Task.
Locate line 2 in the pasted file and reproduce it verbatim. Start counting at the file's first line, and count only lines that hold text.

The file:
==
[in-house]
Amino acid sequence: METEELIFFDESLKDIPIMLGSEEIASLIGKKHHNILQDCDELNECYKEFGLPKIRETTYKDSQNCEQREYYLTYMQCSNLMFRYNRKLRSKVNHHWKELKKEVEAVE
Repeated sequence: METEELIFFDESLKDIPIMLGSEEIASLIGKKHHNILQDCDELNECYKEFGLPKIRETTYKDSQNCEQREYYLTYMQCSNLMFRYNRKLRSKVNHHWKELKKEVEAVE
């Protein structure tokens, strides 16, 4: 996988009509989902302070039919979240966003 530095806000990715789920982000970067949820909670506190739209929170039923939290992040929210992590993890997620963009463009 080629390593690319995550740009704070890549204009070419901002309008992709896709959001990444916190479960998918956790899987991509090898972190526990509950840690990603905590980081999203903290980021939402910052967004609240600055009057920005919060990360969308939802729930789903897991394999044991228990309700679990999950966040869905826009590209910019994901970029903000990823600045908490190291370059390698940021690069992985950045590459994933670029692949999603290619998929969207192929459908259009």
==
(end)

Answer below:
Amino acid sequence: METEELIFFDESLKDIPIMLGSEEIASLIGKKHHNILQDCDELNECYKEFGLPKIRETTYKDSQNCEQREYYLTYMQCSNLMFRYNRKLRSKVNHHWKELKKEVEAVE